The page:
“Wow, you live on a boat”?
Yes, we live on a boat. It’s not impressive; it’s a trailer that floats. It’s not romantic, or nostalgic, or quaint, nor even warm.
We had a financial choice before we got married. Buy a pants house in a decent area, buy a decent house in a pants area, or buy a really nice narrow boat and moor it somewhere beautiful.
Andromeda is made of steel and is 70’ long, around 7’ 4" beam, about 25 tonnes (with all our stuff in her) and has all the mod cons (“Wow, you’ve got a DVD player, and a washing machine!” - well duh!). She'll do a neck wrenching 6.4 mph (flat out with the wind behind her). We’ve been living on her nearly 5 years and I write my blog from the cabin at the stern.
Sure there’s stuff you miss (a bath, bookshelves, space to stretch, warmth, a flushing toilet, a stable electricity supply, a dining table to role-play around) but it was a great choice for us. Any hardships (and winter can be nasty if you’re not ready for it) are far outweighed by the wildlife and the all-round tranquillity of the river. When you look out of the window in the morning and there are two foxes playing in the mist in the field opposite it kinda puts it all in context.
It was a good choice for us as both our families are ‘boaty’. Jema’s dad (Mike, nice bloke) runs River Side Studios (illustrated river maps and angling maps, nature maps etc.) and we go sailing as a family. There are Olympic yachtsmen scattered throughout Jemas blood line. I was brought up around canals and boats. My dad (Rob) builds, designs and rebuilds all kinds stuff (from a 1899 Baltic Trader which had been sitting at the bottom of the River Mersey for donkeys years, to his much acclaimed and custom designed 15' 9" beam Dory Skiffs etc.) and owns UK Epoxy Resins. For us, living on a boat was an obvious choice.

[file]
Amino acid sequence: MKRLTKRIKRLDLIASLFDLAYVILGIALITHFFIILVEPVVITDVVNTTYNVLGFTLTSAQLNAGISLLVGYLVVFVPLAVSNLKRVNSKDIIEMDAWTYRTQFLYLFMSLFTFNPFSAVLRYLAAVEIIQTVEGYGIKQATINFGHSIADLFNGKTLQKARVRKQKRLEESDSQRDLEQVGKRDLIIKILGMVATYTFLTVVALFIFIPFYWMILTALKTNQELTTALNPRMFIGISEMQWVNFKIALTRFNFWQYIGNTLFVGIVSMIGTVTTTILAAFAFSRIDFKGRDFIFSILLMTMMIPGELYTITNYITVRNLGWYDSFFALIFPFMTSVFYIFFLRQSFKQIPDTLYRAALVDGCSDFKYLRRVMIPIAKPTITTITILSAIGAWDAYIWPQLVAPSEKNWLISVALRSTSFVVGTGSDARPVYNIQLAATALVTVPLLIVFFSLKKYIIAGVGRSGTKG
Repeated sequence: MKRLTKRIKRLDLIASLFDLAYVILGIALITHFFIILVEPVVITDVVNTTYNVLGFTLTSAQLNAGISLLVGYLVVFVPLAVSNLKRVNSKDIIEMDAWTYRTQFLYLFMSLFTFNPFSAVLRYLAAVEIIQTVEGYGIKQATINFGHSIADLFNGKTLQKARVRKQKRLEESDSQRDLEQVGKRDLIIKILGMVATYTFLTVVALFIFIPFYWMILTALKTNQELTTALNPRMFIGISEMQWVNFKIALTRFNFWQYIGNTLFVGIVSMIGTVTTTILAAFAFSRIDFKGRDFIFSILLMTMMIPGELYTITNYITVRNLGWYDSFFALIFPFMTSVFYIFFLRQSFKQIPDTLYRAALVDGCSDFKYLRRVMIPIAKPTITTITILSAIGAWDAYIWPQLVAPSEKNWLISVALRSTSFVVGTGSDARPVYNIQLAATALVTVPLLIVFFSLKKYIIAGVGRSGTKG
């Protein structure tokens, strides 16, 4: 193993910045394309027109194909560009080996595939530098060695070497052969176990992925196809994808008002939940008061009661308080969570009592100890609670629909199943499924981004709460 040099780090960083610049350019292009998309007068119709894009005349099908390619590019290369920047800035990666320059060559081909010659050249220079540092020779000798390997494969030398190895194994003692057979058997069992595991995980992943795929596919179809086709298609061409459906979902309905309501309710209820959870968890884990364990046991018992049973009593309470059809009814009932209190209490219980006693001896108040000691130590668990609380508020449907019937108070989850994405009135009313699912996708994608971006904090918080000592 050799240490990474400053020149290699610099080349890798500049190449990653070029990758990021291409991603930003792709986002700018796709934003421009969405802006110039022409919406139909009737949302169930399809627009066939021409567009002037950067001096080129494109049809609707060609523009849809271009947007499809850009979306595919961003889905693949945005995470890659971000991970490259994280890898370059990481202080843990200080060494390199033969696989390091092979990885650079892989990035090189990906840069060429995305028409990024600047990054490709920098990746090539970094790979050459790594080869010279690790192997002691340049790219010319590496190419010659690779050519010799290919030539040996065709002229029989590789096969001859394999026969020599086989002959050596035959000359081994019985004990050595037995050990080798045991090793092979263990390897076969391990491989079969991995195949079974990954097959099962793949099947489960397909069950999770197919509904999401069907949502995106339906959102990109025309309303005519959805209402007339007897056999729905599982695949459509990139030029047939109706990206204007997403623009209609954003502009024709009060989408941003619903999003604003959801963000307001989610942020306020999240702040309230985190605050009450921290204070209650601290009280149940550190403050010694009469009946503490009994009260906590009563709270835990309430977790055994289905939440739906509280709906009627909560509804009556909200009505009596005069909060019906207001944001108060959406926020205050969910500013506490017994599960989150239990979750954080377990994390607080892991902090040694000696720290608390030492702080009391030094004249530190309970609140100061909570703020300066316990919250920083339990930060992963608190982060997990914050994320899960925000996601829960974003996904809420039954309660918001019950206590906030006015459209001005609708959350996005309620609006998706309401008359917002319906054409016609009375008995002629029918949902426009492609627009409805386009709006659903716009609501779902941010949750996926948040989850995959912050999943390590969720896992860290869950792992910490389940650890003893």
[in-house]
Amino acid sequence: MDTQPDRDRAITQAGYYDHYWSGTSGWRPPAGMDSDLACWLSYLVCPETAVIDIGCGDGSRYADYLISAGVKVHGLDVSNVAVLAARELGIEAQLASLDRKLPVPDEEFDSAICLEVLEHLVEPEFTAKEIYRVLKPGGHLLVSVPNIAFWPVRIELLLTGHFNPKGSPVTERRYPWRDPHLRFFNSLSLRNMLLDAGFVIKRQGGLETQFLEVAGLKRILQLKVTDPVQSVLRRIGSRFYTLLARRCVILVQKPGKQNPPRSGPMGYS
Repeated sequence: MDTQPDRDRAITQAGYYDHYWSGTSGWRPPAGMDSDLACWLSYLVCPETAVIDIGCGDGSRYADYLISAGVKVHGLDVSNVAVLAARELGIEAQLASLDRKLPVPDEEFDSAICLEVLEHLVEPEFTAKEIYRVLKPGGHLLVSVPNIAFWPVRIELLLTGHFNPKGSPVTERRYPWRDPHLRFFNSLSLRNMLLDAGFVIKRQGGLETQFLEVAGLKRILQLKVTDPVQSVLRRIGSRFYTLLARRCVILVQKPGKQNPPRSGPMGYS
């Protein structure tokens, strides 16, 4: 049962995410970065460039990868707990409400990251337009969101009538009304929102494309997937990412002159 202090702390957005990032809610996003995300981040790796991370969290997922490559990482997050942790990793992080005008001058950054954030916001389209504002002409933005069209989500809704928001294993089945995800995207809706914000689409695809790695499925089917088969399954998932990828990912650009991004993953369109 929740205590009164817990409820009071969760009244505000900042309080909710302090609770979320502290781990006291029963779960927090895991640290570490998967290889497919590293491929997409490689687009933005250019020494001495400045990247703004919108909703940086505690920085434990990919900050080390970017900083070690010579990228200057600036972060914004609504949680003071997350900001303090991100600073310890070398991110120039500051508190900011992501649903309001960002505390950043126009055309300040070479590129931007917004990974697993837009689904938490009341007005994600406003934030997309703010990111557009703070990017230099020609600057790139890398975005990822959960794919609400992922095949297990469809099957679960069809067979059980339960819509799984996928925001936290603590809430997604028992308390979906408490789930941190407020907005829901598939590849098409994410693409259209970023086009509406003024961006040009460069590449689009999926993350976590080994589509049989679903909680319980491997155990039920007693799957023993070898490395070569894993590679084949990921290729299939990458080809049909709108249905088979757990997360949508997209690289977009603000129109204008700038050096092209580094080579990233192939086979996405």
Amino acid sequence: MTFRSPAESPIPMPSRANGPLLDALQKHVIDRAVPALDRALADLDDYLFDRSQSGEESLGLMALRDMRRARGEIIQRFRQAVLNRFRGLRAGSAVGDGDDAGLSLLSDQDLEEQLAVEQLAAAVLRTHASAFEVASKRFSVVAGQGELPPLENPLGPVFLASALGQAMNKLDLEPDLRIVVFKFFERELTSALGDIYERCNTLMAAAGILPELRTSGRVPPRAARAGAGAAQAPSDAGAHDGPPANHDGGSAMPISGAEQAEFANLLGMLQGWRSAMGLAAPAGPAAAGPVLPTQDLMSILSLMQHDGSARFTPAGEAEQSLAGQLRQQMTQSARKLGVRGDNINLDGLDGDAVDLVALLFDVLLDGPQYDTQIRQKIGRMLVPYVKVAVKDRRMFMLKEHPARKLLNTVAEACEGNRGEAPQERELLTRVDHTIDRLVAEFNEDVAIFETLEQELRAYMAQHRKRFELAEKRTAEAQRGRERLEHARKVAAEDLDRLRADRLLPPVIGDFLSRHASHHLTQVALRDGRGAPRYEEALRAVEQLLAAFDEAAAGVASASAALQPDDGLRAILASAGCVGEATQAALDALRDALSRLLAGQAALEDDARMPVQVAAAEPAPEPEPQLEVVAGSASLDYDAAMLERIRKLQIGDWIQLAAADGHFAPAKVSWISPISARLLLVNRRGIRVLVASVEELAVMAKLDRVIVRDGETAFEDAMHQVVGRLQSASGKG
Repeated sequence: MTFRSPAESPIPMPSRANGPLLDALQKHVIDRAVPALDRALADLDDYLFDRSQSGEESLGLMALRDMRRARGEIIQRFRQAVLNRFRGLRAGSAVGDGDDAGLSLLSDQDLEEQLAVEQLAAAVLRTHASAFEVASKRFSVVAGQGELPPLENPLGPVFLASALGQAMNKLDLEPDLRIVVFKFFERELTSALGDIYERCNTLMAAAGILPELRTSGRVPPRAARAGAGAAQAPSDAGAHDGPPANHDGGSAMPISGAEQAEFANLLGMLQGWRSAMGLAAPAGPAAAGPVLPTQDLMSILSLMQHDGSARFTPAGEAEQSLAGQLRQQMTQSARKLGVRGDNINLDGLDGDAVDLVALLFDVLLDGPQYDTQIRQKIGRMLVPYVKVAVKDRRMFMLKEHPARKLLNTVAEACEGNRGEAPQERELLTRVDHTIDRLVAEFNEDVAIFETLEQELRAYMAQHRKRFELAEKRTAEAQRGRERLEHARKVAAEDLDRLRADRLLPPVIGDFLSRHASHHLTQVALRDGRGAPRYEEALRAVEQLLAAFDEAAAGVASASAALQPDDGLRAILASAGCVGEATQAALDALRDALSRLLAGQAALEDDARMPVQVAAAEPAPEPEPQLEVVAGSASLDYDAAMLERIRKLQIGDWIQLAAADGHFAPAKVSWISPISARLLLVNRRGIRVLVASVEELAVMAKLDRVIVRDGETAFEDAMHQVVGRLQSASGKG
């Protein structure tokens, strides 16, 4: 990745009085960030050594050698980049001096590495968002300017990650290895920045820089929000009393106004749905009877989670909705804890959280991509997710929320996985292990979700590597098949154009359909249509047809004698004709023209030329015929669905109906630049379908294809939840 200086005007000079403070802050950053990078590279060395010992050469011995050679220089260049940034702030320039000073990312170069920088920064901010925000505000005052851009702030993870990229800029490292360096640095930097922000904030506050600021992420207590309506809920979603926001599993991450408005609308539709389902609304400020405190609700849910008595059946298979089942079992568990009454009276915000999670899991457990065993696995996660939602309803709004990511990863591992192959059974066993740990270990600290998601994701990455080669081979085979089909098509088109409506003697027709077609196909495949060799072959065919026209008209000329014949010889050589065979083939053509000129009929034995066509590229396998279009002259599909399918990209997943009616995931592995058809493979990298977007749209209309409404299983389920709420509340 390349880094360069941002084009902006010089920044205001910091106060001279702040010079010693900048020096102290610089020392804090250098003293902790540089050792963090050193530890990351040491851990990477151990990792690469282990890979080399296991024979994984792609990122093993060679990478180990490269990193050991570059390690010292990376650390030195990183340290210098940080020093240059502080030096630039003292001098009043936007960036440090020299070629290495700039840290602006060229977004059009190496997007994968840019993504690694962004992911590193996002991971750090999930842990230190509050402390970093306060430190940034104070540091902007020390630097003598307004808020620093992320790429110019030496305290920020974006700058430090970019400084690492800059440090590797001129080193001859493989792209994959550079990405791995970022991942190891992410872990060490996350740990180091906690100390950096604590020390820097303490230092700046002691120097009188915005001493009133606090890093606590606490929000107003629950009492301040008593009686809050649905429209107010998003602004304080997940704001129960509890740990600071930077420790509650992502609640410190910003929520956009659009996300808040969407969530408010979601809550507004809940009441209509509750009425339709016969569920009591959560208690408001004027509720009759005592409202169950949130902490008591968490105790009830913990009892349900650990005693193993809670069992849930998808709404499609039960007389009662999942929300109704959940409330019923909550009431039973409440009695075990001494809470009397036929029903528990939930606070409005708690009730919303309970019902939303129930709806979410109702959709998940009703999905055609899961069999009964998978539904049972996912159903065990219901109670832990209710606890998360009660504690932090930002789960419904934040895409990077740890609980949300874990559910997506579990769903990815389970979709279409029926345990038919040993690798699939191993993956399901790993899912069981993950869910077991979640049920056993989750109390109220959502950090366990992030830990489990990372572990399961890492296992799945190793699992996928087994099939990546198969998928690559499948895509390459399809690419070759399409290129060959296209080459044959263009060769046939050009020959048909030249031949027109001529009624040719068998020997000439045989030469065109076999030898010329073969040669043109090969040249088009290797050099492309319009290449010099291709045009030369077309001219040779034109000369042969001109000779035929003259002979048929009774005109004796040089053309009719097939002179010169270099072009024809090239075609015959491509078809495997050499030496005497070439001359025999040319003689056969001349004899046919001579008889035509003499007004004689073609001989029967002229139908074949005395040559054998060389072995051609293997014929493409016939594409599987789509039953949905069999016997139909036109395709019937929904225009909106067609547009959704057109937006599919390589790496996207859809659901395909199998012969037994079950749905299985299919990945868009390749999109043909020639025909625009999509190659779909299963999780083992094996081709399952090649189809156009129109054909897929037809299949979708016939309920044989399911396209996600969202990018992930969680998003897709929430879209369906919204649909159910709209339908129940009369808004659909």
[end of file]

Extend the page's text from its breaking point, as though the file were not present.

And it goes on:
As I say, winter can be tough. We’re well prepared these days and know what’s coming, but having to run a DVD though the DVD player to get it to operating temperature so it’ll work, or dealing with frost on the bedroom floor, makes you wonder sometimes. Then there’s the flooding. Where we moor (on the junction between the Soar and the Trent at Red Hill Lock), in 2000, the river was a staggering 4 miles wide and 11’+ over the bank. Spring and summer are glorious though, and the roof of Andromeda becomes a second living room. You’re really aware of the change of season and you find you keep a constant eye on the weather, but that kinda keeps you awake and is all just part of the process.
We've done a fair bit of work to her over the years. Adding home comforts like a nice oak panneled office for me, a full paint-job in rich blue and cream, engine servicing, full rewiring and all that malarky. There's a lot of ongoing maintenance and rules and regs that have to be adheared to get licences and stuff.
A lot of people ask about the latin on the side, "In Ultisima Olim Ultisima Galactica", it means "A long time ago in a galaxy far, far away" and that took some translating I can tell ya. Hidden geekiness.
Ahhh, the stories we could tell of the chemical toilet. The time we nearly sank her and she was flooded bow to stern. The time the engine burst into flames and we drifted into the fishing competition. That surreal evening when we met the German oompah band. The bizarre stuff that floats past (let us know if you know anyone in Leicestershire who's missing a greenhouse) when the Soar is in flood. Tales of insane killer swans, of 'the lurker' and of dumb ass nesting ducks. The crackin' locals (hi Jody, Mary, Fiona, Don and Dorothy and all at Soar Bottom Lady Boat Tours and Portable Floormakers etc). The list is endless…
We love her. We don’t intend to live on her forever (the space factor and all) so we’re making the most of her while we’ve got her.
We’re lucky. To share a space this small you have to have a damn good relationship with the person you’re living with.
It’s a good life, and I’d recommend it to anyone.